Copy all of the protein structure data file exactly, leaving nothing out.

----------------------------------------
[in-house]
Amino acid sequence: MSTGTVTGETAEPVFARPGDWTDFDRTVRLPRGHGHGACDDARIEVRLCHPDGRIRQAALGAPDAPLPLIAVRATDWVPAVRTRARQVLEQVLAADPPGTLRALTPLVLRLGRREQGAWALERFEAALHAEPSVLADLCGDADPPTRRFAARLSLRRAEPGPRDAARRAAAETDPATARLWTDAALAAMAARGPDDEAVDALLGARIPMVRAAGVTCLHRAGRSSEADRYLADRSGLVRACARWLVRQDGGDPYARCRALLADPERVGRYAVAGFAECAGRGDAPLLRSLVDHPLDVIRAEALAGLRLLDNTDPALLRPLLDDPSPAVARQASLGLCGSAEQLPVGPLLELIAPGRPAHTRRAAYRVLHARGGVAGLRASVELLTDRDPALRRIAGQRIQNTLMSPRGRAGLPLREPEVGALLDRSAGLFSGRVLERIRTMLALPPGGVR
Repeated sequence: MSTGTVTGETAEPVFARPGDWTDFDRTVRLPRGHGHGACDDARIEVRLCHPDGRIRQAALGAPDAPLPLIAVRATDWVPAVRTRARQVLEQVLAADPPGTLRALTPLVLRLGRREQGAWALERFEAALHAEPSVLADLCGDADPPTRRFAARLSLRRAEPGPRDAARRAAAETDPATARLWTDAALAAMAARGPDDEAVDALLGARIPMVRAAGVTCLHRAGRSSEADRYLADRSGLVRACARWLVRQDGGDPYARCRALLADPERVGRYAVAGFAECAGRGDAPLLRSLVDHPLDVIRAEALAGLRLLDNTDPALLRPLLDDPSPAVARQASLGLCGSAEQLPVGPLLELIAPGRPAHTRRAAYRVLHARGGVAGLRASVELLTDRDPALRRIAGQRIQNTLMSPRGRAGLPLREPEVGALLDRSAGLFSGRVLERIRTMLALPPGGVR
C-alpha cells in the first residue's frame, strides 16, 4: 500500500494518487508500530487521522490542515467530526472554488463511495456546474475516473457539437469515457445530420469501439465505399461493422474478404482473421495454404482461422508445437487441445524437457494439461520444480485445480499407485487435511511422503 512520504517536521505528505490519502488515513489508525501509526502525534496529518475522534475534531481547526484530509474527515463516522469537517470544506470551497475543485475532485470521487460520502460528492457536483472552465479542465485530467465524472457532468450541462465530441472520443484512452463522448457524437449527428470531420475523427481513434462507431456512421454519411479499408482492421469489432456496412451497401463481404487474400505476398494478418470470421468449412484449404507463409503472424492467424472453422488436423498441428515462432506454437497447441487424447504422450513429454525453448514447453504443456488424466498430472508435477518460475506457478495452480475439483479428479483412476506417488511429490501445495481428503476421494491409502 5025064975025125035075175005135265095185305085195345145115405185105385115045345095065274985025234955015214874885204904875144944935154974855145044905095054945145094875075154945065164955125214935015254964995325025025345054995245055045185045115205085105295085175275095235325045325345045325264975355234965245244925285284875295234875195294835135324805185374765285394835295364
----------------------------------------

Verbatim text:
[in-house]
Amino acid sequence: MSTGTVTGETAEPVFARPGDWTDFDRTVRLPRGHGHGACDDARIEVRLCHPDGRIRQAALGAPDAPLPLIAVRATDWVPAVRTRARQVLEQVLAADPPGTLRALTPLVLRLGRREQGAWALERFEAALHAEPSVLADLCGDADPPTRRFAARLSLRRAEPGPRDAARRAAAETDPATARLWTDAALAAMAARGPDDEAVDALLGARIPMVRAAGVTCLHRAGRSSEADRYLADRSGLVRACARWLVRQDGGDPYARCRALLADPERVGRYAVAGFAECAGRGDAPLLRSLVDHPLDVIRAEALAGLRLLDNTDPALLRPLLDDPSPAVARQASLGLCGSAEQLPVGPLLELIAPGRPAHTRRAAYRVLHARGGVAGLRASVELLTDRDPALRRIAGQRIQNTLMSPRGRAGLPLREPEVGALLDRSAGLFSGRVLERIRTMLALPPGGVR
Repeated sequence: MSTGTVTGETAEPVFARPGDWTDFDRTVRLPRGHGHGACDDARIEVRLCHPDGRIRQAALGAPDAPLPLIAVRATDWVPAVRTRARQVLEQVLAADPPGTLRALTPLVLRLGRREQGAWALERFEAALHAEPSVLADLCGDADPPTRRFAARLSLRRAEPGPRDAARRAAAETDPATARLWTDAALAAMAARGPDDEAVDALLGARIPMVRAAGVTCLHRAGRSSEADRYLADRSGLVRACARWLVRQDGGDPYARCRALLADPERVGRYAVAGFAECAGRGDAPLLRSLVDHPLDVIRAEALAGLRLLDNTDPALLRPLLDDPSPAVARQASLGLCGSAEQLPVGPLLELIAPGRPAHTRRAAYRVLHARGGVAGLRASVELLTDRDPALRRIAGQRIQNTLMSPRGRAGLPLREPEVGALLDRSAGLFSGRVLERIRTMLALPPGGVR
C-alpha cells in the first residue's frame, strides 16, 4: 500500500494518487508500530487521522490542515467530526472554488463511495456546474475516473457539437469515457445530420469501439465505399461493422474478404482473421495454404482461422508445437487441445524437457494439461520444480485445480499407485487435511511422503 512520504517536521505528505490519502488515513489508525501509526502525534496529518475522534475534531481547526484530509474527515463516522469537517470544506470551497475543485475532485470521487460520502460528492457536483472552465479542465485530467465524472457532468450541462465530441472520443484512452463522448457524437449527428470531420475523427481513434462507431456512421454519411479499408482492421469489432456496412451497401463481404487474400505476398494478418470470421468449412484449404507463409503472424492467424472453422488436423498441428515462432506454437497447441487424447504422450513429454525453448514447453504443456488424466498430472508435477518460475506457478495452480475439483479428479483412476506417488511429490501445495481428503476421494491409502 5025064975025125035075175005135265095185305085195345145115405185105385115045345095065274985025234955015214874885204904875144944935154974855145044905095054945145094875075154945065164955125214935015254964995325025025345054995245055045185045115205085105295085175275095235325045325345045325264975355234965245244925285284875295234875195294835135324805185374765285394835295364